Temperature: 35°C (in the shadow)
The phrase of the day: ni hao! Ni hao ma? // Hello, how are you?
Today has been a very exciting day for everyone involved in the audition process. We had a group of about 90 dancers from Taiwan, mainland China (a few from America), all eager to work with the 10 choreographers that will develop a piece during the next three weeks in the Taipei National University of the Arts (TNUA).
The first thing that has taken my attention is how well organized everything was. The team of the Dance department is incredibly efficient. You can see they are very used to deal with large numbers of people! and make them work in perfect harmony. How pleasant to work like this.
The first questions that came to my mind as I stepped in the dance studio were: what to look at when you confront yourself with dancers that you have never seen?; how to chose about 6 of them out of 90 in just 3 hours? My first criteria were to consider the body type, and the facility to remember the taught sequence. Considering I’m looking for certain physicality in the movement I could see some of the participants were still too young or too tiny to deliver what I was looking for. Once we did that first cut I concentrated on who was able to improvise and make instant changes when a correction was being given to them. Even though I’m sure in my decision I missed many good dancers… They all did it very well, you could see they believe in what they do, you could see they really want to DANCE.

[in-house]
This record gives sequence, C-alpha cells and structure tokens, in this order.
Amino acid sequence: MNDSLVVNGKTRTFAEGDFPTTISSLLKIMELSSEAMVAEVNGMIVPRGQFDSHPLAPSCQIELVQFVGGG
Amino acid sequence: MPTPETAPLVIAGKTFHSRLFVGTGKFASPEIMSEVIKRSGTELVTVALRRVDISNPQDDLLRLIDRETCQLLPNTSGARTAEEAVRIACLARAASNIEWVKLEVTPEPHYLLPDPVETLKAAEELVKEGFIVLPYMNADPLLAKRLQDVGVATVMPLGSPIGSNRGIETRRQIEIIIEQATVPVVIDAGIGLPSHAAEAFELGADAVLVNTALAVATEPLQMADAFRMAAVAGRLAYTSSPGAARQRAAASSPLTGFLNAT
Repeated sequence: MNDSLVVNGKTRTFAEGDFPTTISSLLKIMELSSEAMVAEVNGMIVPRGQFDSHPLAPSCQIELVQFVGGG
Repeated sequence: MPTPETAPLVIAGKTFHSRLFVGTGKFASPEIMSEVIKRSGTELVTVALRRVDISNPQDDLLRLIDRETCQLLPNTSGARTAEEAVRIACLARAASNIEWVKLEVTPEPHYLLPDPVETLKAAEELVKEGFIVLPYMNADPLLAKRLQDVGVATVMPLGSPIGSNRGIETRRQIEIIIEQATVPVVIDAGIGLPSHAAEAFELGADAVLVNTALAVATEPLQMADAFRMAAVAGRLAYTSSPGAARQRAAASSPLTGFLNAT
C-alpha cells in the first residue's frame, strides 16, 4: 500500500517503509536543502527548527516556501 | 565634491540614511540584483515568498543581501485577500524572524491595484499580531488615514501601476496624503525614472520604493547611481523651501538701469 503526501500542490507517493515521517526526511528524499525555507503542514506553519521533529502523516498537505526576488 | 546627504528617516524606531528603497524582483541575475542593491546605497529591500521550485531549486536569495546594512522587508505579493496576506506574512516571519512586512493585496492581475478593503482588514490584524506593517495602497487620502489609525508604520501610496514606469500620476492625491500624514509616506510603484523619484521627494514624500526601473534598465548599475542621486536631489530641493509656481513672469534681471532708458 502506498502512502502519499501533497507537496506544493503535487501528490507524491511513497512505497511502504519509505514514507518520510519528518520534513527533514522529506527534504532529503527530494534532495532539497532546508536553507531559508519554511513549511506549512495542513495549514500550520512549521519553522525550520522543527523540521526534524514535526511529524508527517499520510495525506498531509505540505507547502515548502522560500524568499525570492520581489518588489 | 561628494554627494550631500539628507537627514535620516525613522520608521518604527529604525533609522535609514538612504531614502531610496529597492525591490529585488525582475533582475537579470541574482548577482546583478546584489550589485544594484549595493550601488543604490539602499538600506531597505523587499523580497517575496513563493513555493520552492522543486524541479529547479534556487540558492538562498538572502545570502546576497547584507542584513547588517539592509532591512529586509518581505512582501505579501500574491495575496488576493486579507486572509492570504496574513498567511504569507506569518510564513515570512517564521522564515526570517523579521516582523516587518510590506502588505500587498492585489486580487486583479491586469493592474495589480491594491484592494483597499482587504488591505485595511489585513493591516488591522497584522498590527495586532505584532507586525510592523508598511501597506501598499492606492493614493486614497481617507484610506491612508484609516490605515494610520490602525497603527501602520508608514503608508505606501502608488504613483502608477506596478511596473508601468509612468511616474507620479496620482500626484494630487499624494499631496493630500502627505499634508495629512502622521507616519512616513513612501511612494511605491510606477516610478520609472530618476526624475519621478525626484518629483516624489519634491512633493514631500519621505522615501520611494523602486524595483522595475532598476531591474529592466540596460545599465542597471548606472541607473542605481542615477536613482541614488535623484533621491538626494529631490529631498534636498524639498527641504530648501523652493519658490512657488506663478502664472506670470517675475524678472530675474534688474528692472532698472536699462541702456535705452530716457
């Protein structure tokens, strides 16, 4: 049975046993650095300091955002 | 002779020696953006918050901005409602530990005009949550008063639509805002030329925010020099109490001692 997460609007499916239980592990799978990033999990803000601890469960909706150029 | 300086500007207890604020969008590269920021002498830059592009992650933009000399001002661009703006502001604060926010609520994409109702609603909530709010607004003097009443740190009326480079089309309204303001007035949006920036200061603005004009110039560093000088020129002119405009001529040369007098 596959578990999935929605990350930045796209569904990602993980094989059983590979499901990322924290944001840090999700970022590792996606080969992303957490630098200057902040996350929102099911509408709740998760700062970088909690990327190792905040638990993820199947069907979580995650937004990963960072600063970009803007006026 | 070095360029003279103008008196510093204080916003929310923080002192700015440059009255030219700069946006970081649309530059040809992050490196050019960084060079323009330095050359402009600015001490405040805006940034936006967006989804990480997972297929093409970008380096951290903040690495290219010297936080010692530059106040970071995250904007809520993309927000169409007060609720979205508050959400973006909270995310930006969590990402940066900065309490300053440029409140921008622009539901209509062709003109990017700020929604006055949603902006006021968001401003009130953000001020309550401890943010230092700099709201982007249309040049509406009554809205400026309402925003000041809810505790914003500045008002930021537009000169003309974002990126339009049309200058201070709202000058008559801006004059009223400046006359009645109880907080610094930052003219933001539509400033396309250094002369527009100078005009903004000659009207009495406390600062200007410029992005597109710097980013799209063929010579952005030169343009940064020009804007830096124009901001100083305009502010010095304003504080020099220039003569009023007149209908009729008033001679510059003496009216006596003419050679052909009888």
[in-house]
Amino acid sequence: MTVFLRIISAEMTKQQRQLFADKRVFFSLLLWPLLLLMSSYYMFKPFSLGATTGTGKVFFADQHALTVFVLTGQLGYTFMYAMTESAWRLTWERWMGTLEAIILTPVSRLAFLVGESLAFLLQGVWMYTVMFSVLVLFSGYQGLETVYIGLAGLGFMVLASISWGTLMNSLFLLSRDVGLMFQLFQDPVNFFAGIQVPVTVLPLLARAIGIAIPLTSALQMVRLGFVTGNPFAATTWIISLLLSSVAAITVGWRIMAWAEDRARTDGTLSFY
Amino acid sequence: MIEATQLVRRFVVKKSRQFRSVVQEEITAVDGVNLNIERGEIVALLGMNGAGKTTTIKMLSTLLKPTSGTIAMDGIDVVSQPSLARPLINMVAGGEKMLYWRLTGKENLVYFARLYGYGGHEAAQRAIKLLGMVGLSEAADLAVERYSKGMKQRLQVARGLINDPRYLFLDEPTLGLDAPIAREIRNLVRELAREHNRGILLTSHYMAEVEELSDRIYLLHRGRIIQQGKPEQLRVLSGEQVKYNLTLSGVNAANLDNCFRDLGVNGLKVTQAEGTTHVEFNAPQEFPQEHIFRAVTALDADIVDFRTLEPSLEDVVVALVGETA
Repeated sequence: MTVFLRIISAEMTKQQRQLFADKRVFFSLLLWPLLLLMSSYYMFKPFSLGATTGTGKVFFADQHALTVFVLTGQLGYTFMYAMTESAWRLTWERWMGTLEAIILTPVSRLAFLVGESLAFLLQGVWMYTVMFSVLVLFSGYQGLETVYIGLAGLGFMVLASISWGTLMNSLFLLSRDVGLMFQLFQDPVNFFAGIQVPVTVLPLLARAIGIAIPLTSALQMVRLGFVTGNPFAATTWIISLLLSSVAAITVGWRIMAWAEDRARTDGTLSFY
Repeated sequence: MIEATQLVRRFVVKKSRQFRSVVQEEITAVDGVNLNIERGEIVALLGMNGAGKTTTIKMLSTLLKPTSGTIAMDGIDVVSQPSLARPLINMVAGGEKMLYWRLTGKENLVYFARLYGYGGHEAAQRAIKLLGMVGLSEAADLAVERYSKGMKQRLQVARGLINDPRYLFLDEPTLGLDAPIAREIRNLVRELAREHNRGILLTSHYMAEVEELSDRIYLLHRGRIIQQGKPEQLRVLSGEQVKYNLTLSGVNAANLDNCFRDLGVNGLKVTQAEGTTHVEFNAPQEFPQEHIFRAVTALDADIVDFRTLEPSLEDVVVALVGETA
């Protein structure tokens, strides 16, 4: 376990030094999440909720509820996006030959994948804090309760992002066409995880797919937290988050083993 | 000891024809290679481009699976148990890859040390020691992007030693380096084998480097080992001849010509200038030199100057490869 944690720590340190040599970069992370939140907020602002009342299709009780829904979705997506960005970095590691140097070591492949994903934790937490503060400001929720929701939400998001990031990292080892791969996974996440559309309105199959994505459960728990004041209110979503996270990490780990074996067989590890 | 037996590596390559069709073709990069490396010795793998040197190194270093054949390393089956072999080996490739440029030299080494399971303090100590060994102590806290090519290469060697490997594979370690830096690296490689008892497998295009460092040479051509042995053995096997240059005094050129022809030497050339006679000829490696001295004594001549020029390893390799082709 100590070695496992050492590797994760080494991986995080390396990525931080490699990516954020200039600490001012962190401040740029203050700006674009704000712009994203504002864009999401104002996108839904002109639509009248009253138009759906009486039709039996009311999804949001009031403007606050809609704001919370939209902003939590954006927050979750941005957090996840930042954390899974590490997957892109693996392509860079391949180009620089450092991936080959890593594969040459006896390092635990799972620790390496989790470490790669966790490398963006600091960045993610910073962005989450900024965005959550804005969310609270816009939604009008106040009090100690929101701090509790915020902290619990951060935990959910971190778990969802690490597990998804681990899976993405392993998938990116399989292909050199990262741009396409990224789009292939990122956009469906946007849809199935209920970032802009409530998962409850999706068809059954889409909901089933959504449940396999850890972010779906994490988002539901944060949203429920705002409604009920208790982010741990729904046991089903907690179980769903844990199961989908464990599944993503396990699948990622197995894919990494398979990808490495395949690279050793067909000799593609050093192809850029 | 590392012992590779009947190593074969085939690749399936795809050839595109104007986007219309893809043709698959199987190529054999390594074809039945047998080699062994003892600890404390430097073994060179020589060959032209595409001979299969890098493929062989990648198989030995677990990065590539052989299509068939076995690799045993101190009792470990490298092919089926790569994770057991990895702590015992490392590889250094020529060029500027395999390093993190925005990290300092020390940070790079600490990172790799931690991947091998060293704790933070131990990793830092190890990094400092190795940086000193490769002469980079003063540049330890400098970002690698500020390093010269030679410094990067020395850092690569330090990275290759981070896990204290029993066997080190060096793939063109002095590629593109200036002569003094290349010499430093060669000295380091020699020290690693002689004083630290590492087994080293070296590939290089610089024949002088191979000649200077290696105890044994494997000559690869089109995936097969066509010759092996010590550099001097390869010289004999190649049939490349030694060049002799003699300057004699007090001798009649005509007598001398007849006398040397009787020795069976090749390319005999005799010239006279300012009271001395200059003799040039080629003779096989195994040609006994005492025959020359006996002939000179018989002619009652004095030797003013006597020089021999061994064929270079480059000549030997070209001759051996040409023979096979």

Already in the audition I could perceive certain differences in the training of the dancers coming from Taiwan or from Beijing. Those from Taiwan are very good at improvising (how creative they were!); they have a good sense for group rhythm and are very open to try new things. Those coming from Beijing were very good at slow motion (how magnificent they are in keeping their balance!) and at delivering elegant movements with incredible precision. Their capacity to remember phrases was remarkable. I’m glad that finally all the choreographers have been able to have participants from both cities. I’m sure that is going to be a great inspiration for us, the choreographers.
The selection process has been very complex and it has taken us about 2 hours to make the puzzle. But the main thing is that it has been a great example of collaboration and negotiation between Taiwan, mainland China and England.
I hope I can establish an open dialogue with my chosen dancers, and make a piece for/with them where the exchange of ideas and thoughts is the leading force during the creative process.
PS. I have to say that I finally couldn’t help it and instead of 6 I have ended up with 14 dancers (5 males and 9 females). How exciting!